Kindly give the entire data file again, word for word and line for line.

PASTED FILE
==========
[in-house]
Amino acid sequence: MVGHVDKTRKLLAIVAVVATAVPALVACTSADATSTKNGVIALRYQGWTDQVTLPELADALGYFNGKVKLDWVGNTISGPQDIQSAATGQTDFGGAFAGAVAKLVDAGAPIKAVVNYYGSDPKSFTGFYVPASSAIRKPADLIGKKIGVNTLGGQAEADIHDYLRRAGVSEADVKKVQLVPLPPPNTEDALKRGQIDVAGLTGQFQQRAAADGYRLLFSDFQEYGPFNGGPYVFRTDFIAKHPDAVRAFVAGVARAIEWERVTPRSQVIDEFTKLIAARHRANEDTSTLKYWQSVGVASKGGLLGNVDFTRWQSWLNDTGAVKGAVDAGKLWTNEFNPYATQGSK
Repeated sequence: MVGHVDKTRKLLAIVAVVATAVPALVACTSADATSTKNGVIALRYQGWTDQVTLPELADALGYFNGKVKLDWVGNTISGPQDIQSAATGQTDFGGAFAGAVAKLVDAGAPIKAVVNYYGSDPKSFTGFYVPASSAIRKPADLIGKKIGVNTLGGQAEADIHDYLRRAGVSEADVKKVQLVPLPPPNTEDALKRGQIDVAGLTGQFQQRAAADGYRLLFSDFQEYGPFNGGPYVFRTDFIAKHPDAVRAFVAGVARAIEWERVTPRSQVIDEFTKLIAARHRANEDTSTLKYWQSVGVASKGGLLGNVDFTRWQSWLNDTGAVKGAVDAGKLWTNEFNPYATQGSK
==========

[in-house]
Amino acid sequence: MVGHVDKTRKLLAIVAVVATAVPALVACTSADATSTKNGVIALRYQGWTDQVTLPELADALGYFNGKVKLDWVGNTISGPQDIQSAATGQTDFGGAFAGAVAKLVDAGAPIKAVVNYYGSDPKSFTGFYVPASSAIRKPADLIGKKIGVNTLGGQAEADIHDYLRRAGVSEADVKKVQLVPLPPPNTEDALKRGQIDVAGLTGQFQQRAAADGYRLLFSDFQEYGPFNGGPYVFRTDFIAKHPDAVRAFVAGVARAIEWERVTPRSQVIDEFTKLIAARHRANEDTSTLKYWQSVGVASKGGLLGNVDFTRWQSWLNDTGAVKGAVDAGKLWTNEFNPYATQGSK
Repeated sequence: MVGHVDKTRKLLAIVAVVATAVPALVACTSADATSTKNGVIALRYQGWTDQVTLPELADALGYFNGKVKLDWVGNTISGPQDIQSAATGQTDFGGAFAGAVAKLVDAGAPIKAVVNYYGSDPKSFTGFYVPASSAIRKPADLIGKKIGVNTLGGQAEADIHDYLRRAGVSEADVKKVQLVPLPPPNTEDALKRGQIDVAGLTGQFQQRAAADGYRLLFSDFQEYGPFNGGPYVFRTDFIAKHPDAVRAFVAGVARAIEWERVTPRSQVIDEFTKLIAARHRANEDTSTLKYWQSVGVASKGGLLGNVDFTRWQSWLNDTGAVKGAVDAGKLWTNEFNPYATQGSK